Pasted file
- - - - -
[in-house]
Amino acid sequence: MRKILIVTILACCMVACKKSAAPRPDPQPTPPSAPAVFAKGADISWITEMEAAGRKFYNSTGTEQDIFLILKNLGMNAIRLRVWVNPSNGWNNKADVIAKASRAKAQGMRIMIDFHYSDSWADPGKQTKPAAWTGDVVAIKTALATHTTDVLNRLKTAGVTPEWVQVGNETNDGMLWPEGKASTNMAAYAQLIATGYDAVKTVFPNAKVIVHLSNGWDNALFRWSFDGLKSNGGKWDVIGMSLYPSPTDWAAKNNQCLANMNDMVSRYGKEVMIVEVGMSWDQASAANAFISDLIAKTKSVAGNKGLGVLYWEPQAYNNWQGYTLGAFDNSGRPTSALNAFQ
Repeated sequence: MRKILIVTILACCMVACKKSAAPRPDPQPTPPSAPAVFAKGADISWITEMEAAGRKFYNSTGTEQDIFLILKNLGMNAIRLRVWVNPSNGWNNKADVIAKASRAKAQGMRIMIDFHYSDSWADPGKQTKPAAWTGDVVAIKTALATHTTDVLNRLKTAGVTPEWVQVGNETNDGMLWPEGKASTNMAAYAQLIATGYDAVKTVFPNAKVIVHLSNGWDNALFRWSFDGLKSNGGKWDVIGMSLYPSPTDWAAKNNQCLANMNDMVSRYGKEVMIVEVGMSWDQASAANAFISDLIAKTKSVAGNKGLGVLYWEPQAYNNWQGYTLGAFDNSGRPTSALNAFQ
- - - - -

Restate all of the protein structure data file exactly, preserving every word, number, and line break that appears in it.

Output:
[in-house]
Amino acid sequence: MRKILIVTILACCMVACKKSAAPRPDPQPTPPSAPAVFAKGADISWITEMEAAGRKFYNSTGTEQDIFLILKNLGMNAIRLRVWVNPSNGWNNKADVIAKASRAKAQGMRIMIDFHYSDSWADPGKQTKPAAWTGDVVAIKTALATHTTDVLNRLKTAGVTPEWVQVGNETNDGMLWPEGKASTNMAAYAQLIATGYDAVKTVFPNAKVIVHLSNGWDNALFRWSFDGLKSNGGKWDVIGMSLYPSPTDWAAKNNQCLANMNDMVSRYGKEVMIVEVGMSWDQASAANAFISDLIAKTKSVAGNKGLGVLYWEPQAYNNWQGYTLGAFDNSGRPTSALNAFQ
Repeated sequence: MRKILIVTILACCMVACKKSAAPRPDPQPTPPSAPAVFAKGADISWITEMEAAGRKFYNSTGTEQDIFLILKNLGMNAIRLRVWVNPSNGWNNKADVIAKASRAKAQGMRIMIDFHYSDSWADPGKQTKPAAWTGDVVAIKTALATHTTDVLNRLKTAGVTPEWVQVGNETNDGMLWPEGKASTNMAAYAQLIATGYDAVKTVFPNAKVIVHLSNGWDNALFRWSFDGLKSNGGKWDVIGMSLYPSPTDWAAKNNQCLANMNDMVSRYGKEVMIVEVGMSWDQASAANAFISDLIAKTKSVAGNKGLGVLYWEPQAYNNWQGYTLGAFDNSGRPTSALNAFQ